Cubans have been avid filmgoers since the artform’s inception, and in the 1950s, Havana had more movie theaters than most other cities, including New York and Paris. Around that time, and with immense support from the Revolutionary government, Cuban filmmaking entered a “Golden Age” in which a number of Cuban directors gained prominence in Latin America and the world producing a widening array of acclaimed dramas, comedies, documentaries, and animations. Film production on the island has risen and fallen over the past half century depending on political, social, and economic factors, but the legacy that has been left behind by Cuba’s directors includes many classics that have been recognized among the great films of Latin America and the world.
Although cinemas on the island rarely screen these older films, Cubans still go to the movies to see the latest domestic releases as well as films from other parts of the world, and price of admission is around 7 Pesos, or less than 50 cents. If you’re going to Cuba, and feeling ambitious, check out some of the films below to get a sense of Cuba through the lens of some of it’s great filmmakers. Since the U.S. and Cuba are still working out agreements on licensing and trademark law, some films are available (and many with subtitles) on Youtube — links are included when available —
Now (Dir. Santiago Alvarez 1965)
A short film that is considered one of the first “music videos” for displaying a montage of images and video footage (of police brutality against African-Americans in the U.S.) over American protest songs.
Muerte de un Burocrata (Dir. Tomás Gutiérrez Alea 1966)
A satire critiquing the rise of the socialist bureaucracy in the first few years of the Revolution. The film follows an average Cuban who’s uncle, a model socialist worker, dies and is buried with his work I.D., which is needed for the uncle’s widow to receive his pension.
Lucía (Dir. Humberto Solás 1969)
Considered one of the great films of Latin American cinema, this follows three women from different time periods in Cuban history as they deal with the struggles of the era and universal struggles of women. The DVD (remember those) is available from Amazon here.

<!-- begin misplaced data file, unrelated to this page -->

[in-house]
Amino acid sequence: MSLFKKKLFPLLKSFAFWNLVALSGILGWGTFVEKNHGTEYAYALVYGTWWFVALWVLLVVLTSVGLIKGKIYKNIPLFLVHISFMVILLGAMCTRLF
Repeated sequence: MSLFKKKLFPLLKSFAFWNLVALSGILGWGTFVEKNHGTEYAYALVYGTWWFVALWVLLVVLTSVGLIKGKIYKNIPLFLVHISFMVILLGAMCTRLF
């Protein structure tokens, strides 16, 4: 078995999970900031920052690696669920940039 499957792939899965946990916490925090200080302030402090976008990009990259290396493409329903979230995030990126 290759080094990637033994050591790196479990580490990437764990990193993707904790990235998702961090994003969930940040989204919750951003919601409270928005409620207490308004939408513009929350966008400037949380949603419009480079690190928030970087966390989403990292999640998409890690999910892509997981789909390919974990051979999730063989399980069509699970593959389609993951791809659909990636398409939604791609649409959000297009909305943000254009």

Memorias del Subdesarollo (Dir. Tomás Gutiérrez Alea 1968)
This film takes place in the early years of the revolution and follows a bourgeois anti-hero as he meanders through life in search of meaning in a society that has suddenly placed his interest last on the priority list. The DVD is available here.
Fresa y Chocolate (Dir. Tomas Gutierrez Alea and Juan Carlos Tabío 1993)
A groundbreaking film that was nominated for an Oscar for best foreign film, it follows the relationship of two men — one, a gay artists struggling with social and professional discrimination and censorship of his artwork, and the other a young patriotic student who idealizes the Revolution and excuses its mistakes. A low quality version of the film is available for free streaming here, or the DVD is available here.
Vampiros en La Habana (Dir. Juan Padron 1985)
A madcap animated film chronicling the epic turf war in Havana between a Chicago crime syndicate and a multi-national vampire gang. The film centers around the fast-talking Cuban trumpeter Pepe, who is the grand-nephew of Dracula, and a magic potion invented by his uncle that makes him immune to the deadly rays of the sun.
Suite Habana (Dir. Fernando Pérez 2003)
A poetic documentary that wordlessly follows various Havana natives through their lives, illuminating struggles and small triumphs of ordinary people. The DVD is available here.
Juan de los Muertos (Dir. Alejandro Brugués 2011)
Inspired by “Sean of the Dead,” this film comedically imagines a zombie takeover of Havana, from the point of view of a commitment-avoiding Cuban manchild. Below is an unsubtitled version, or you can stream it on Amazon here.
Viva Cuba (2005)
A touching story of two kids who are separated by a family move, and go on an adventure across the whole island of Cuba to find each other. Available on DVD here.
If you’re looking for Cuba podcasts, there are several that deal specifically with Cuba and then some single episodes of other podcasts that feature Cuba in some way or another. All these are worth a listen because they give some insight into life on the island. (Some are in Spanish) Radio Ambulante (Spanish) This NPR […]
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